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ENERGO: Baltic states give up Russian electricity after Nord Pool halts trade

The Baltic states have now ceased importing electricity from Russia after Europe’s Nord Pool power exchange stopped trading in electricity from the neighbouring country,, the website of Lithuanian national broadcaster LRT, reported on May 23.

"Not only is it an extremely important milestone for Lithuania in its journey towards energy independence, but it is also an expression of our solidarity with Ukraine. We must stop financing the Russian war machine," Lithuanian Energy Minister Dainius Kreivys said in a statement.

Lithuania's current power needs are satified through local generation and imports via the existing interconnectors with Sweden, Poland and Latvia.

According to the minister, Lithuania will achieve full energy independence once it synchronises its electricity grid together with Estonia and Latvia with the rest of Europe by 2025. The three countries are currently connected to the Moscow-controlled BRELL grid, which also includes Belarus.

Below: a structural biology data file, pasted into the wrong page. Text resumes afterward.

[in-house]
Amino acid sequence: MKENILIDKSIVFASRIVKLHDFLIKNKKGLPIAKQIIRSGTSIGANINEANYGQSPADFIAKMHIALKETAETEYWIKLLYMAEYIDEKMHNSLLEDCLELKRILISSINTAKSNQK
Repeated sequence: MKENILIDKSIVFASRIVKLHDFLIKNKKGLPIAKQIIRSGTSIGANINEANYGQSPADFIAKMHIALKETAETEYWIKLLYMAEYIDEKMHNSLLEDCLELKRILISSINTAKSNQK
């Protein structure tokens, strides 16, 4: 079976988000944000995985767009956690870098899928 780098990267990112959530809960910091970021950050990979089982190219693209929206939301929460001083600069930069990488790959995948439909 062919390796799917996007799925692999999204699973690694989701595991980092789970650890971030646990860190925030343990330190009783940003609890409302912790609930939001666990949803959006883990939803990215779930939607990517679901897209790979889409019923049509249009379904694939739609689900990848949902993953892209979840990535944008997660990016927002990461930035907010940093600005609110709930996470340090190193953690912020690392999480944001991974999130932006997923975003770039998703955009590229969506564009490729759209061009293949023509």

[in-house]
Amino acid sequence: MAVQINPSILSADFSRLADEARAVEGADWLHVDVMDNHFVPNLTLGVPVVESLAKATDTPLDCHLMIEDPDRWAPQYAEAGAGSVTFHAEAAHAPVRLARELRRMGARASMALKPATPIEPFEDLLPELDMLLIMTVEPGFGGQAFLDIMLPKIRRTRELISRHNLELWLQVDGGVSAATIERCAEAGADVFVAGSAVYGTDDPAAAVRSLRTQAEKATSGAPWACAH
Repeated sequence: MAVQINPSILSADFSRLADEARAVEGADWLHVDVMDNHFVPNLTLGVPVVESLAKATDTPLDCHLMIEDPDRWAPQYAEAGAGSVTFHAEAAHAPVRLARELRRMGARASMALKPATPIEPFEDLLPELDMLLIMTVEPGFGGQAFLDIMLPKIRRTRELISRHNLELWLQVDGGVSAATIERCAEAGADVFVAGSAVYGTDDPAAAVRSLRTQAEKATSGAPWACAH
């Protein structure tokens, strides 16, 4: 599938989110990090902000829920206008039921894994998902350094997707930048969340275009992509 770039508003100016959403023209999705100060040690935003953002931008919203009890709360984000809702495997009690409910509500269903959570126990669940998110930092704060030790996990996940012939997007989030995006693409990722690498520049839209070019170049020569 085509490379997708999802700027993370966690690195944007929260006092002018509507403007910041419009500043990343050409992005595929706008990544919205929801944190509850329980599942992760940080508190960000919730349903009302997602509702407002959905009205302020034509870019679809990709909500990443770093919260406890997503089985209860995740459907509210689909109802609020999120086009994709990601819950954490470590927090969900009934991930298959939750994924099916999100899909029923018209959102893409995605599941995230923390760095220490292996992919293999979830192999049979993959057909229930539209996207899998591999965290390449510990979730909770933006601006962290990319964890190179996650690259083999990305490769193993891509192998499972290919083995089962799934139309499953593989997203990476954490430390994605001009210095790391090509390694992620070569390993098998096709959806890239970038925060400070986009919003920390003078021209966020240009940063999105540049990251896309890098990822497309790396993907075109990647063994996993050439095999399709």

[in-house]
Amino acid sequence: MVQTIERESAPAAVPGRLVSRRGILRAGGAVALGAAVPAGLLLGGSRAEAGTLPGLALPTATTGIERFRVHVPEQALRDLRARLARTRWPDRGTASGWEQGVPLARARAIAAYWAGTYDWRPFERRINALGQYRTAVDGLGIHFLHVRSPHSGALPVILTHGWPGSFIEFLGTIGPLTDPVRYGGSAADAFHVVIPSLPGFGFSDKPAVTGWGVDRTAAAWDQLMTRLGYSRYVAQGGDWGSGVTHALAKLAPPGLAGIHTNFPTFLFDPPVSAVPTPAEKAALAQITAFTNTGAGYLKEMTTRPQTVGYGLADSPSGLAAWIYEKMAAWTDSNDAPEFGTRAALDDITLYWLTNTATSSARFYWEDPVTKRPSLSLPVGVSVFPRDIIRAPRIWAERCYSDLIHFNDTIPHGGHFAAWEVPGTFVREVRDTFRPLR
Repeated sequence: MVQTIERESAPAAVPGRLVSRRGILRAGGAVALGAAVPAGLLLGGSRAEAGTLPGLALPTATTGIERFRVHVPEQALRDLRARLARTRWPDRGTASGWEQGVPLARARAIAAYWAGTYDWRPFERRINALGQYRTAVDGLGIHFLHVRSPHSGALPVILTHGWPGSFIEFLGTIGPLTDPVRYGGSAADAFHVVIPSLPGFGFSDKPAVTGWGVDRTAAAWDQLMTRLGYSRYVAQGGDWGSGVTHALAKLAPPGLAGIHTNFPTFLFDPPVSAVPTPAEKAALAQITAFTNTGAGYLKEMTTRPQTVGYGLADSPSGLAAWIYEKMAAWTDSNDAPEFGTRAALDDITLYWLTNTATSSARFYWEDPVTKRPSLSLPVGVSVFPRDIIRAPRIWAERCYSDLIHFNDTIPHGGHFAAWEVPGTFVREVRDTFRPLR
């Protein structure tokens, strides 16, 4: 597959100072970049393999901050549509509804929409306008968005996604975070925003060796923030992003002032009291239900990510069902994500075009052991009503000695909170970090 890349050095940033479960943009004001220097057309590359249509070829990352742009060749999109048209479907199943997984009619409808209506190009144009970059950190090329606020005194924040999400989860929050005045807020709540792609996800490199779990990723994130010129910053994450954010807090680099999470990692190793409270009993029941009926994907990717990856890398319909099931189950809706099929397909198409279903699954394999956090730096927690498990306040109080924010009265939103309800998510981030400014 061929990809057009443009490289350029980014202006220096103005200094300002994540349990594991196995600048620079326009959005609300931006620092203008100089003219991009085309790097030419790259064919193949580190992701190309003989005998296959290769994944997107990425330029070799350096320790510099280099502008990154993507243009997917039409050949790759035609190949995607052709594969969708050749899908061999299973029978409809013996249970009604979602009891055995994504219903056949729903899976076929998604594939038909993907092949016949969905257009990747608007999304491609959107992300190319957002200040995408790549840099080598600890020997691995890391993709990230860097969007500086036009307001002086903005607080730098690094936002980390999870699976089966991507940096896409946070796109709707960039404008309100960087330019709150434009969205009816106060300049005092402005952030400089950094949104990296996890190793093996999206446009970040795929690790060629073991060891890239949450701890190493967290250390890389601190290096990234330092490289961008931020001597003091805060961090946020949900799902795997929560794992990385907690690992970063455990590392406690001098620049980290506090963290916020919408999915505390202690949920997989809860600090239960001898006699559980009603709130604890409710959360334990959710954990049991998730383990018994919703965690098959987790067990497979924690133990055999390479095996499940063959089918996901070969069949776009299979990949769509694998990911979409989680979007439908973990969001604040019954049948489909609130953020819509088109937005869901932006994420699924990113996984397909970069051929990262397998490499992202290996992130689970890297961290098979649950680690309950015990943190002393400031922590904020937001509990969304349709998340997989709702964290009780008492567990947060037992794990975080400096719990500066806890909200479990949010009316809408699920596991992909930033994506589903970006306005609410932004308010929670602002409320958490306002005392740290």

Last year, electricity imports from Russia accounted for 17% of Lithuania's total electricity imports and 16% of the country's total electricity consumption, according to Litgrid, Lithuania's power transmission system operator.

Meanwhile, power imports from Sweden, Poland and Latvia accounted for 83% of Lithuania's total electricity imports last year.

Commercial power flows with Belarus through Lithuania's existing interconnectors have also been suspended from early November 2020.